When a reclusive, enigmatic millionaire dies suddenly on the Riviera, his press agent begins to investigate his employer's shady past.
"Did he say anything about me?"
If something doesn't catch on as a movie or a TV series and bombs out, there seems to be this mentality of "try, try, and try again and if that doesn't work, do it all over again." If a movie doesn't ignite the box office or make for a particularly interesting hour's worth of entertainment on television, production companies like to circle around and give material a new venue to see if that doesn't draw an audience. Today it's very commonplace to see a movie become a TV series or vice versa, but in 1956 it was incredibly new to see a TV series move to the big screen with Sheldon Reynolds' 'Foreign Intrigue.'
Being a press agent for one of the world's richest men and living in exotic locations on this man's dime makes for a pretty leisurely life. Dave Bishop (Robert Mitchum) is the guy that gets to lead just such a lifestyle. He drives the boss' exotic cars, flirts a little with the boss' beautiful wife Dominique (Geneviéve Page), all the while he draws a handsome salary for doing what amounts to very little. If this at all seems a bit out of the norm, that's because this entire arrangement is entirely abnormal. The man Dave works for is the multimillionaire Victor Danemore and Dave is entirely responsible for the man's public face, persona, and he's even responsible for creating a fictitious life history for the reclusive man. Even Victor's wife Dominique is a financial arrangement to give Victor a sense of respectability. But when Victor suddenly dies from a heart attack, strange characters start coming out of the woodwork.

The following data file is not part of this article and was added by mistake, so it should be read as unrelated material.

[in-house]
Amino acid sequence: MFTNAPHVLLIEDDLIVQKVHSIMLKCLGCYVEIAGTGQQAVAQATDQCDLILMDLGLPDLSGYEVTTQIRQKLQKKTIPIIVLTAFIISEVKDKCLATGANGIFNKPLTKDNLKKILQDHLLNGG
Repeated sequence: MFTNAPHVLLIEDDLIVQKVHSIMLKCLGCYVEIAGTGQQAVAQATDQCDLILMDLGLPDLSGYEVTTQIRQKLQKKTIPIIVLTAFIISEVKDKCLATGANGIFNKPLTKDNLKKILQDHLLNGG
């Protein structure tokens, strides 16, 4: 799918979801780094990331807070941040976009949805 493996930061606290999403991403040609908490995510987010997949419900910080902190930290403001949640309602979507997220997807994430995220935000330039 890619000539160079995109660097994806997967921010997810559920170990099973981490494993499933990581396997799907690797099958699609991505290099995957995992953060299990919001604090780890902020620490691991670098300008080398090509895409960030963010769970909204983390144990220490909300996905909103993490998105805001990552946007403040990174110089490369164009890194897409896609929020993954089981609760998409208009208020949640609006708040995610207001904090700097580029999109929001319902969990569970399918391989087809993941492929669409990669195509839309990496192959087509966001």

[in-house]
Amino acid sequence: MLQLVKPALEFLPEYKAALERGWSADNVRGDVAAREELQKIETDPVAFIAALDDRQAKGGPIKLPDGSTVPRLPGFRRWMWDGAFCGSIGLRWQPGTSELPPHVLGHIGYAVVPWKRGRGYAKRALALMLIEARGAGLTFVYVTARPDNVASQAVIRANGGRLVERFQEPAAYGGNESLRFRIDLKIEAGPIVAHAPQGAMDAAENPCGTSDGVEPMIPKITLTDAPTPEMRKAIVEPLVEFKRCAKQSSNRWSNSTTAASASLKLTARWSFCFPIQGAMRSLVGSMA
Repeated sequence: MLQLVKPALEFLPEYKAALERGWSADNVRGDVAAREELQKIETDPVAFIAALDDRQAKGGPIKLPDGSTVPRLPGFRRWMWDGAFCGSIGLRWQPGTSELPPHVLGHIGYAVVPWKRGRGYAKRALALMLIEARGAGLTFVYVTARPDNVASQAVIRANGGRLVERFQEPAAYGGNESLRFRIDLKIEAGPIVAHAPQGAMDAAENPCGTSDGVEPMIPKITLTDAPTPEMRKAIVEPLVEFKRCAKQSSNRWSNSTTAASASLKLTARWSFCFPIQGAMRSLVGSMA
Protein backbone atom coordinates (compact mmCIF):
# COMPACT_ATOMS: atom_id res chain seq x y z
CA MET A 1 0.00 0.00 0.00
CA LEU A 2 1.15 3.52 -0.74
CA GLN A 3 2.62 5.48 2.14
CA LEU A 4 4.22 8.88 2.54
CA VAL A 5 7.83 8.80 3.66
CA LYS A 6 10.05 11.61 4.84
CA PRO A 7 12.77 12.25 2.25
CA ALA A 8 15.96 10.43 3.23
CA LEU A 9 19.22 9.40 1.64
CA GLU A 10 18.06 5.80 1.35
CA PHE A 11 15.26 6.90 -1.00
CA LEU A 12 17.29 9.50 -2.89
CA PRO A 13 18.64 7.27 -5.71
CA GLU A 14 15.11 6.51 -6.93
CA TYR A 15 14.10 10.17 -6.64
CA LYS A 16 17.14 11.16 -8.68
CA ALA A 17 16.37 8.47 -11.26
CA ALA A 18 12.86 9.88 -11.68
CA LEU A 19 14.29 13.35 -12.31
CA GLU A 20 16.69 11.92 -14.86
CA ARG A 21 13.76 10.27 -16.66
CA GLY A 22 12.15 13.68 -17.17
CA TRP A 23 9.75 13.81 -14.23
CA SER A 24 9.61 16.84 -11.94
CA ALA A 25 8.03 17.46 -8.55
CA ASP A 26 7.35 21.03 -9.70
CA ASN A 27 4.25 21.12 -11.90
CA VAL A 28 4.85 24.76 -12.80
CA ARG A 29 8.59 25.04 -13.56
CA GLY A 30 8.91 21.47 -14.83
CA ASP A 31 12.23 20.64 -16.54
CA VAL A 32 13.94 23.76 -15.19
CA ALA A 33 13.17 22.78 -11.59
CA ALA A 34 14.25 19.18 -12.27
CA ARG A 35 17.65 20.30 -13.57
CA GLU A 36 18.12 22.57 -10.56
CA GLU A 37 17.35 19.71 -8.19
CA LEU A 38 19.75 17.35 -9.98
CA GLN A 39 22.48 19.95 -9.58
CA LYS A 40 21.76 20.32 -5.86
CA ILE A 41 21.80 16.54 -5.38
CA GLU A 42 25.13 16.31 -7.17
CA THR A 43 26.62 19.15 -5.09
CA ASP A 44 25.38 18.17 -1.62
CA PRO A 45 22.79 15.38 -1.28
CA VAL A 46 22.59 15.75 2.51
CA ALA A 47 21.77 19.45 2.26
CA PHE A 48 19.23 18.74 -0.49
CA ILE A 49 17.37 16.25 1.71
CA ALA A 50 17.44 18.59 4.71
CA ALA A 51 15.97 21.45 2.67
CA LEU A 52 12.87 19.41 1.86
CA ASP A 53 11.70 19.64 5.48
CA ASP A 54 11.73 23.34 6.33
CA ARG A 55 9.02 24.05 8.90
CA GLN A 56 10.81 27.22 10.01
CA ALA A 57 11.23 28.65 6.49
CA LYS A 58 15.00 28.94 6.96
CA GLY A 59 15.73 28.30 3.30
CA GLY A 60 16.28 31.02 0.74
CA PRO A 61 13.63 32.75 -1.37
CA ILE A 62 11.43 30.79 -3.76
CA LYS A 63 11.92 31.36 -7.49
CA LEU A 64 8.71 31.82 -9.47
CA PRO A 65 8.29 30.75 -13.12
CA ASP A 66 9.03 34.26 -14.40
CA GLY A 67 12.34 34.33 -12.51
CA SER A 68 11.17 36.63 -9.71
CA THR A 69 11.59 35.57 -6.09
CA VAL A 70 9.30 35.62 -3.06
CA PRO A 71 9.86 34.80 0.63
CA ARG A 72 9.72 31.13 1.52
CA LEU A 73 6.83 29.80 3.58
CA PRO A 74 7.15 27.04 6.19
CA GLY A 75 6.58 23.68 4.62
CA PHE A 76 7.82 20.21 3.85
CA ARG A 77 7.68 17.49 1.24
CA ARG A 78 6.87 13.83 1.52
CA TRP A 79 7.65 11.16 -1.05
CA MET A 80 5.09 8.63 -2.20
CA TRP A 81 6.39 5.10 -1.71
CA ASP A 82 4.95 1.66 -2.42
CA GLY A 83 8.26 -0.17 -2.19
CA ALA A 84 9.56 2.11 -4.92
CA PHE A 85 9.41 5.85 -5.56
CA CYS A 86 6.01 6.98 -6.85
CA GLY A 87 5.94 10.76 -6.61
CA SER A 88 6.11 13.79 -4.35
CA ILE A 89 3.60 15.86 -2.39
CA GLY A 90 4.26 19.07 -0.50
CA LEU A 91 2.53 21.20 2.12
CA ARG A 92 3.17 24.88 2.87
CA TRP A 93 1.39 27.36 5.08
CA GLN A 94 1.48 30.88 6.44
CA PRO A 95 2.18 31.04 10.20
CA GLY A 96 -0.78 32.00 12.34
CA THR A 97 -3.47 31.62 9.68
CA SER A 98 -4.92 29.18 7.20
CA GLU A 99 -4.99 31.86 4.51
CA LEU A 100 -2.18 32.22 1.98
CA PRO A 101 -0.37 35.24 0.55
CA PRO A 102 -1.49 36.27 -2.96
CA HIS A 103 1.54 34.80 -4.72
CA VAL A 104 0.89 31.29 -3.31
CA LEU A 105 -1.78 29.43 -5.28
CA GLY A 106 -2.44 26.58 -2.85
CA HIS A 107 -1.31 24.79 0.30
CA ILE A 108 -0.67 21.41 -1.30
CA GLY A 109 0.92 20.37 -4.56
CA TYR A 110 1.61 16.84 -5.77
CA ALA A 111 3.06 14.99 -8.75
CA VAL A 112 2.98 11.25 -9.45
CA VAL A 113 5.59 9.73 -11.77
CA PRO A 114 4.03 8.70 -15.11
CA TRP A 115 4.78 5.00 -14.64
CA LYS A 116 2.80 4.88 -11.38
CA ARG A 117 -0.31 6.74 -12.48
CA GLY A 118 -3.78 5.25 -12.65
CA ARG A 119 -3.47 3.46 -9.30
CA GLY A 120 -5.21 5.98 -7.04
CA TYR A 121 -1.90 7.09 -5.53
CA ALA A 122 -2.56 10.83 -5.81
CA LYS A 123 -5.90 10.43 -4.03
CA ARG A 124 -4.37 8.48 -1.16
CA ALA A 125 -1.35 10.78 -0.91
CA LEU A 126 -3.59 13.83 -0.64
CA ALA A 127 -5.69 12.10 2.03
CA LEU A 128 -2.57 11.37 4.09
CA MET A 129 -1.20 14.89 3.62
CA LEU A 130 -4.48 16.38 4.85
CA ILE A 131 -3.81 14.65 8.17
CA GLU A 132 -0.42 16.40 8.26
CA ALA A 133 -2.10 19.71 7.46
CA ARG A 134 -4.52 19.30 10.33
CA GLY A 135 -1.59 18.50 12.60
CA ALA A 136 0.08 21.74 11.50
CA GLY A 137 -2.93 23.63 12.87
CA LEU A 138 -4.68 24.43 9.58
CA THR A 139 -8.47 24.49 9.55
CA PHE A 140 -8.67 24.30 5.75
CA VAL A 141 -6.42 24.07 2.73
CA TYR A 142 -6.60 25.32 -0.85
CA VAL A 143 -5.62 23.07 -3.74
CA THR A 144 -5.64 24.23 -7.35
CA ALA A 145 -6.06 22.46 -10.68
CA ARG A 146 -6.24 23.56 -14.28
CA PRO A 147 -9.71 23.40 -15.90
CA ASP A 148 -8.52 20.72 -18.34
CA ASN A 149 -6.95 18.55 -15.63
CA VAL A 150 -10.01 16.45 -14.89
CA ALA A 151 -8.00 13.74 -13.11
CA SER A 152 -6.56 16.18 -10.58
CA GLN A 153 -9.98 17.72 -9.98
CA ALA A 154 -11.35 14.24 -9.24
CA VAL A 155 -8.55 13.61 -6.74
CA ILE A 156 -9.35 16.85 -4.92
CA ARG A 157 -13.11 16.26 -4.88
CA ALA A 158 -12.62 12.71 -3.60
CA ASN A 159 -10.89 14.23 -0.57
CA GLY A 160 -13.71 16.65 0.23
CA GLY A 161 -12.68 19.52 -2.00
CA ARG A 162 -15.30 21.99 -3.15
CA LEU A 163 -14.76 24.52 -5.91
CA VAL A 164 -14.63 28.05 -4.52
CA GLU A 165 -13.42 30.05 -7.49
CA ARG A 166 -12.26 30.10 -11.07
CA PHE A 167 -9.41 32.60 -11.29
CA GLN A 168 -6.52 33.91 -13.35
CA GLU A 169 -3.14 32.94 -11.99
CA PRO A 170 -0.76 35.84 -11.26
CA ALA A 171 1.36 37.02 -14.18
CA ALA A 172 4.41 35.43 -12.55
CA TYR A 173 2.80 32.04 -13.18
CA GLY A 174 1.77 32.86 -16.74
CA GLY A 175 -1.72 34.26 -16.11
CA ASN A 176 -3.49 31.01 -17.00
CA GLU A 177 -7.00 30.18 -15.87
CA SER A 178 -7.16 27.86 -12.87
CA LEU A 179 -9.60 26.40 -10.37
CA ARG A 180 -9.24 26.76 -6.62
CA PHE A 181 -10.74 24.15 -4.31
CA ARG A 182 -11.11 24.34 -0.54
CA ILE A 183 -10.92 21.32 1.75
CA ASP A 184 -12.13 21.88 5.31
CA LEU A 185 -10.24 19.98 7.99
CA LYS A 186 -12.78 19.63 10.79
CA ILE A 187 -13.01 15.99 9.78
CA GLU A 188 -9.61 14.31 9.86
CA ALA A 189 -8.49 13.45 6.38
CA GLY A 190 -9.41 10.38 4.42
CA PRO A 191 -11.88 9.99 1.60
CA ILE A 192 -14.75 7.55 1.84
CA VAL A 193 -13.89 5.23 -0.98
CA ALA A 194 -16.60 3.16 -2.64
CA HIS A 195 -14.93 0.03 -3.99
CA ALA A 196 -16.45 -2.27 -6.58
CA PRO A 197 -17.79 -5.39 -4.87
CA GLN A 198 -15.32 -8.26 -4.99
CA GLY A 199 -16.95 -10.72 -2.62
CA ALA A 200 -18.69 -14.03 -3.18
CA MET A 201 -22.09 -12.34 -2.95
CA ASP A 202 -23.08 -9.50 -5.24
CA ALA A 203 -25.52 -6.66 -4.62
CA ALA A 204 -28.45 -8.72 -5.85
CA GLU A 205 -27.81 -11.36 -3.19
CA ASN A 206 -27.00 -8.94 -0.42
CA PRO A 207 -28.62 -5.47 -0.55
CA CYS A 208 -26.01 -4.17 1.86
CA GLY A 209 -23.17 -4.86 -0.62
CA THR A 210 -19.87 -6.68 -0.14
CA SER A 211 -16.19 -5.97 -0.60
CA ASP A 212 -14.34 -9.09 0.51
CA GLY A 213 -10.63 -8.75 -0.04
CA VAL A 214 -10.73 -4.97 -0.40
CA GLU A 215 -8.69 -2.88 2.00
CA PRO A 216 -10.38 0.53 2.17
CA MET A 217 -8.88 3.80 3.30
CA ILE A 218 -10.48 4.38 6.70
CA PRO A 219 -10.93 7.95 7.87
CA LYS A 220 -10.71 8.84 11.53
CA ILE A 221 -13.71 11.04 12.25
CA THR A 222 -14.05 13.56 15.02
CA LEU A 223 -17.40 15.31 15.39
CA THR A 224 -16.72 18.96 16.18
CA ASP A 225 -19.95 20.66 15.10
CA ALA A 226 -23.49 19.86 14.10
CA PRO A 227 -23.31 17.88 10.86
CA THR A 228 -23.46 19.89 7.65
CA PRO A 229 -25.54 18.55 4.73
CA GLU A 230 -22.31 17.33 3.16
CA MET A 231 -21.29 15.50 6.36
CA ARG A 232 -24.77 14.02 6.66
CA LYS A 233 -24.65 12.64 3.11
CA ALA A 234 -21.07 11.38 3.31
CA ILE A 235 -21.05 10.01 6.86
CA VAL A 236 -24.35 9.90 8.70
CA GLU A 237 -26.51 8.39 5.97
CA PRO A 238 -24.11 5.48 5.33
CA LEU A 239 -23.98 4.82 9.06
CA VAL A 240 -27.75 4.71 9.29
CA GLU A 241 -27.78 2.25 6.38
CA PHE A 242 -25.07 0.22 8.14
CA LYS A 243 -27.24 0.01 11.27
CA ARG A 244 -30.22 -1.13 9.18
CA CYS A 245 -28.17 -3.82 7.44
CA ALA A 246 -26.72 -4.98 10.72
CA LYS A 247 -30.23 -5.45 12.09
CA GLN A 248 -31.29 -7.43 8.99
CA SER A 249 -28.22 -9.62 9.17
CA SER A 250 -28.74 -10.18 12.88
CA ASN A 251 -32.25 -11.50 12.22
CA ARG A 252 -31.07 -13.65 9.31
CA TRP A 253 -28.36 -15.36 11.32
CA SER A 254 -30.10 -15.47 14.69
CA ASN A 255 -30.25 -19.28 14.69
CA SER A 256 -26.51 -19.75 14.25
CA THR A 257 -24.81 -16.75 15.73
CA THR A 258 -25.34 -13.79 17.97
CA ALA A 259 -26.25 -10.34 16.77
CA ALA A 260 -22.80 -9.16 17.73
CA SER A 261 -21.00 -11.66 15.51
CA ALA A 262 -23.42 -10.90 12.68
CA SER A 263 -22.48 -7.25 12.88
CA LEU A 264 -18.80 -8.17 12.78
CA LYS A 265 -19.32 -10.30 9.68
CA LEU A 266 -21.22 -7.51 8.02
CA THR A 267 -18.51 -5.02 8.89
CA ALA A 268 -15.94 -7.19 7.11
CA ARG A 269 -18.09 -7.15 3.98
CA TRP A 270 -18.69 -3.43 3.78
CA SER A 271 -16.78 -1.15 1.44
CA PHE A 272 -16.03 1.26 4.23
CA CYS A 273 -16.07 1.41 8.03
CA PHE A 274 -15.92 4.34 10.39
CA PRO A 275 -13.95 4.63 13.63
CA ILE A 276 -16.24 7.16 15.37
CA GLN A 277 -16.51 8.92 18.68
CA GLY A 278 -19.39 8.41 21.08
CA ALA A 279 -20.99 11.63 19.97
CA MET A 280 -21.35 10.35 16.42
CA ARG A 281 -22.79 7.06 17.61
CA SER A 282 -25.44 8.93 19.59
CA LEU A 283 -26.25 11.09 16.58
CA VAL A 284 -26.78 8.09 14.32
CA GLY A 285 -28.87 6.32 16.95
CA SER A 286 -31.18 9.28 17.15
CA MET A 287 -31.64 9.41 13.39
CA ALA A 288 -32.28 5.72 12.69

Before the man is even six feet underground, shady figures appear one by one asking Dave if Victor said anything the moment he died - specifically anything about them. When one man says something like that, that's something, but when a half dozen men have all asked the same cryptic question, Dave's nerves start to stand on end. Just who was the man living behind the name Victor Danemore? Where did he get his money? Who are these people that all know Victor and why would he have anything to say about them?
With an inquisitive mind that can't be satiated with a simple payoff from the man's will, Dave digs further into the shady past of the man he helped create. When a lawyer from Sweden calls saying he has a mysterious document that should be released depending on whether or not Victor was murdered, Dave sets out to learn the truth, even if that means exposing himself to dangerous people who would do anything to keep their identities a secret. Theses are the types of people who would even murder a pesky press agent who asks too many questions.
What may have worked well for four seasons as a television show doesn't always translate to the big screen. 'Foreign Intrigue' is one of those long-form plots that feels like it needs to take its time to unfold as a small turn of a phrase or part of a burned letter would provide the impetus for the show to keep coming back week after week. As a movie with only an hour and forty minutes run time, it doesn't quite work out. Writer and Director Sheldon Reynolds tries his best to keep the material working and intriguing as a thriller, but it just doesn't translate in the short form. As a film 'Foreign Intrigue' feels too much like a lesser combination of Hitchcock's 'Foreign Correspondent' and Fritz Lang's 'Ministry of Fear.' The idea is there, but the mechanics are entirely too clunky. Robert Mitchum makes for a compelling leading man to follow, but he just doesn't have anywhere very interesting to go.